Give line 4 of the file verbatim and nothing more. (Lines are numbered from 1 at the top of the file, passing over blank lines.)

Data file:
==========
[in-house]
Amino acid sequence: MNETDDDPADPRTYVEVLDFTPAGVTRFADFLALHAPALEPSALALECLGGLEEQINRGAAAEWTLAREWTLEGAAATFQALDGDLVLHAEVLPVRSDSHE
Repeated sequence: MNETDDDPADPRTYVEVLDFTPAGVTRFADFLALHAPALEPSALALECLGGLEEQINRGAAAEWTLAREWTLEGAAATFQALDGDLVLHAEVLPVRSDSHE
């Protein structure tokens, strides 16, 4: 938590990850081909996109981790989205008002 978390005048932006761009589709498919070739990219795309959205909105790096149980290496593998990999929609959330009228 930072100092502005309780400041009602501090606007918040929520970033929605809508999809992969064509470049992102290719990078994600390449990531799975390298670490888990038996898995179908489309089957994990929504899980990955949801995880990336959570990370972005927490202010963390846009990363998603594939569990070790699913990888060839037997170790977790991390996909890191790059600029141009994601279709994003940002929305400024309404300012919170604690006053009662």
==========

């Protein structure tokens, strides 16, 4: 938590990850081909996109981790989205008002 978390005048932006761009589709498919070739990219795309959205909105790096149980290496593998990999929609959330009228 930072100092502005309780400041009602501090606007918040929520970033929605809508999809992969064509470049992102290719990078994600390449990531799975390298670490888990038996898995179908489309089957994990929504899980990955949801995880990336959570990370972005927490202010963390846009990363998603594939569990070790699913990888060839037997170790977790991390996909890191790059600029141009994601279709994003940002929305400024309404300012919170604690006053009662």